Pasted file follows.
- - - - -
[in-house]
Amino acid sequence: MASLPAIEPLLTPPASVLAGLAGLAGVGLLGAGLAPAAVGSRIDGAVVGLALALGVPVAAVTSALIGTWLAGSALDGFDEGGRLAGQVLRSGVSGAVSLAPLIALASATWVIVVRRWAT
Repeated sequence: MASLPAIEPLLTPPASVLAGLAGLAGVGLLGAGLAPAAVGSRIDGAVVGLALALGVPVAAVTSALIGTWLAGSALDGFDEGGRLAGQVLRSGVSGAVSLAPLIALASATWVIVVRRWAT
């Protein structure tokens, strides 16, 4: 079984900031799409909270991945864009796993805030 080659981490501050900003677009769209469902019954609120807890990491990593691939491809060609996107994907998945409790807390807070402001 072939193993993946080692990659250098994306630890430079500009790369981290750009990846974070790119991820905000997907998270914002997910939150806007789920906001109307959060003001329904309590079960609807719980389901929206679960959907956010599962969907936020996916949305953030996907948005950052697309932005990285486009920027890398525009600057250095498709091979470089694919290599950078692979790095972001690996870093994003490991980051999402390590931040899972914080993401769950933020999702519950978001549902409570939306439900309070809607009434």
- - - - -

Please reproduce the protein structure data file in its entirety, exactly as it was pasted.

[in-house]
Amino acid sequence: MASLPAIEPLLTPPASVLAGLAGLAGVGLLGAGLAPAAVGSRIDGAVVGLALALGVPVAAVTSALIGTWLAGSALDGFDEGGRLAGQVLRSGVSGAVSLAPLIALASATWVIVVRRWAT
Repeated sequence: MASLPAIEPLLTPPASVLAGLAGLAGVGLLGAGLAPAAVGSRIDGAVVGLALALGVPVAAVTSALIGTWLAGSALDGFDEGGRLAGQVLRSGVSGAVSLAPLIALASATWVIVVRRWAT
């Protein structure tokens, strides 16, 4: 079984900031799409909270991945864009796993805030 080659981490501050900003677009769209469902019954609120807890990491990593691939491809060609996107994907998945409790807390807070402001 072939193993993946080692990659250098994306630890430079500009790369981290750009990846974070790119991820905000997907998270914002997910939150806007789920906001109307959060003001329904309590079960609807719980389901929206679960959907956010599962969907936020996916949305953030996907948005950052697309932005990285486009920027890398525009600057250095498709091979470089694919290599950078692979790095972001690996870093994003490991980051999402390590931040899972914080993401769950933020999702519950978001549902409570939306439900309070809607009434």